I Can Do This All Day

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George Will casts a well-earned plague on both their houses: Two parties, two wildly different spending solutions, both implausible. But his actual reference is to "Annie", not "Romeo and Juliet":

The two parties disagree even when they agree, as they do about this: Federal spending is on an unsustainable trajectory under current law. They also agree that altering the most important drivers of this trajectory — Social Security and Medicare — is for tomorrow, which is always a day away. The parties propose, solemnly but implausibly, radically different solutions.

Republicans propose cutting taxes and regulations enough to ignite economic growth so rapid and constant that a gusher of revenue will restore fiscal health. This approach is marginally less implausible than the Democrats’ proposal, because one can at least postulate a sufficient growth rate — say, 5 percent, forever. But given the bipartisan normalization of enormous annual deficits — $2 trillion and heading up — substantial borrowing probably would be needed to supplement revenue streams, no matter how large they are.

The Democrats’ proposal is even less realistic: “Tax the rich” until they pay their “fair share.” The Republican approach ignores political and economic probabilities. The Democratic approach ignores arithmetic. The Manhattan Institute’s Brian Riedl explains this in his recent study “The Limits of Taxing the Rich.”

I was never a big Queen fan, but certainly we seem to be "caught in a landslide, no escape from reality". Is this just fantasy?

Also of note:

  • Speaking of Social Security… A couple months back I looked at one of those dreadful AARP mailers which demanded that I (1) petition my Senators and Congresscritter and (2) write them (AARP) a check. One of theit gambits was that proposed reforms to Social Security "could put the money you've earned at risk".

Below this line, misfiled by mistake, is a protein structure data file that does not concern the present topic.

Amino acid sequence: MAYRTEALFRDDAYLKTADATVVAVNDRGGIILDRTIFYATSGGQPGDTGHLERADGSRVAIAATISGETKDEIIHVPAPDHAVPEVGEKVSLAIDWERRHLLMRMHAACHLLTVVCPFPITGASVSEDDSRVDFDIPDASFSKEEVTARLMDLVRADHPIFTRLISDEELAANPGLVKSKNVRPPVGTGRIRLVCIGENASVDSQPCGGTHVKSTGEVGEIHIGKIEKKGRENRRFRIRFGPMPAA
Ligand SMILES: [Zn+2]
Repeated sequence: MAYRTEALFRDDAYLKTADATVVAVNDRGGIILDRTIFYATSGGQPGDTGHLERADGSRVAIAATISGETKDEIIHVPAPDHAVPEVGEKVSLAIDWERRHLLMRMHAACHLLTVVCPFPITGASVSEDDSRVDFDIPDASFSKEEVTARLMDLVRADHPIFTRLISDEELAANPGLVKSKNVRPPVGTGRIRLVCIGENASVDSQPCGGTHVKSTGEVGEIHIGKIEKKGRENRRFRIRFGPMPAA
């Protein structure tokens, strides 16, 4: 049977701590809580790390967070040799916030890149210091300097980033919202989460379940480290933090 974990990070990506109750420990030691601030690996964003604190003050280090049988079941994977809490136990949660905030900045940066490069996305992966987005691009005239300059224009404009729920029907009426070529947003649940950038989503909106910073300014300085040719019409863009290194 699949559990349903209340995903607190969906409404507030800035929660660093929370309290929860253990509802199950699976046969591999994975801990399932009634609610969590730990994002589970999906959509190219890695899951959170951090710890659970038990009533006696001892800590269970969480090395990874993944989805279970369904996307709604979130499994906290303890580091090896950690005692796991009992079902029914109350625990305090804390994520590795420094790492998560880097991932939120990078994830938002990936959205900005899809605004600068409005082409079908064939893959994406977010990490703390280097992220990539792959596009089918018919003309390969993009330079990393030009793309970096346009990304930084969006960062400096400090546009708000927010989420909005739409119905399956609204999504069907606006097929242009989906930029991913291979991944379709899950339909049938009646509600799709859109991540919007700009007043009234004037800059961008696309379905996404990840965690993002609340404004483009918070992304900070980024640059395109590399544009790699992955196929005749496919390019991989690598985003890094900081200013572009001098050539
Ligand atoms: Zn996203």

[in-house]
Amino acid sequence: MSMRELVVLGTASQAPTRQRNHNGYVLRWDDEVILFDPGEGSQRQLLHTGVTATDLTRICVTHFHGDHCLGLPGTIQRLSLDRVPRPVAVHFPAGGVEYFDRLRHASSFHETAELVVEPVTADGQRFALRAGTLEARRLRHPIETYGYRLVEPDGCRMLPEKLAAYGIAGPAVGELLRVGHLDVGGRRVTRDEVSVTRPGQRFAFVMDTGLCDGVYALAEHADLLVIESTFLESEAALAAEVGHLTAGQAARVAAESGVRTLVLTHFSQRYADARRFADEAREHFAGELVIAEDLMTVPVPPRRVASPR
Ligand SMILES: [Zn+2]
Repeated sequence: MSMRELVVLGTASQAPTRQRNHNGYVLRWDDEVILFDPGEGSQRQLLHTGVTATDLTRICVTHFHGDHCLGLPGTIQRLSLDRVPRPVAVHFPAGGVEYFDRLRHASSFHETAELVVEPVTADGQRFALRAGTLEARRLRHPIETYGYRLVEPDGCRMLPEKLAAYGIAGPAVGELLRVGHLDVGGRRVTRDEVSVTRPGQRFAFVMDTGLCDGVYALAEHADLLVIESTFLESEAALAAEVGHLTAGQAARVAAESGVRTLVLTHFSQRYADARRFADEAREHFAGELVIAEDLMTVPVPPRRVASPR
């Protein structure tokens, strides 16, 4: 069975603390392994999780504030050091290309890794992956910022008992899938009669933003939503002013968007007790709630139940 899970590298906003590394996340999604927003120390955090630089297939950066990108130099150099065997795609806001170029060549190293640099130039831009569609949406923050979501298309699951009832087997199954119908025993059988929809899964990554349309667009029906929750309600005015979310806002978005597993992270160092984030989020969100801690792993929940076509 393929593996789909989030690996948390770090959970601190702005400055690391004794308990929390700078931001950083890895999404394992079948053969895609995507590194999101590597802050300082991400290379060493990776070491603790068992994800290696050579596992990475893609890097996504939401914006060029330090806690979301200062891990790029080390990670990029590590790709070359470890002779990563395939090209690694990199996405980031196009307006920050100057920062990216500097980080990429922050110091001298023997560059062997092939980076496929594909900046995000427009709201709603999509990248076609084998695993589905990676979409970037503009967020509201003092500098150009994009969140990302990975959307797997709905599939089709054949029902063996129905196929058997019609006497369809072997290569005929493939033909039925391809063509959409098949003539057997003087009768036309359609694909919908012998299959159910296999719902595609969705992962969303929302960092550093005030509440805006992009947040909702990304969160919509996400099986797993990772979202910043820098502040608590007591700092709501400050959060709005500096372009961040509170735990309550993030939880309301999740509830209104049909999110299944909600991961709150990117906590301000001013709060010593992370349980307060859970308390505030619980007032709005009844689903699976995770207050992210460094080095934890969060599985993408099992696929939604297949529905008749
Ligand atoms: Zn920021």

I objected to that "earned" bit. And in the WSJ today, Andrew G. Biggs has issues as well: No, Social Security Isn’t ‘Earned’.

    Joe Biden and Donald Trump have something in common: Neither wants to touch Social Security. The program’s benefits “belong to the American people,” Mr. Biden said in February. “They earned them.” A month later Mr. Trump said: “We’re going to take care of our Social Security—people have earned that.”

    Both men have used the program as a cudgel against political opponents who have supported reining in benefits to balance the program’s troubled finances. The same goes for Medicare, which the progressive group Social Security Works has described as “an EARNED benefit,” adding that “anyone who proposes cuts to this program is reaching into your pockets and stealing from you!”

    Yet the numbers tell a different story. The Congressional Budget Office and Social Security Administration both find that most Americans are promised Social Security and Medicare benefits substantially exceeding the taxes they’ll pay over their lifetimes. In other words, the benefits are neither earned nor paid for. This ought to lead policy makers to consider fiscally prudent and generationally fair reforms, rather than force younger Americans to fund benefits that older Americans claim to have earned but haven’t fully paid for.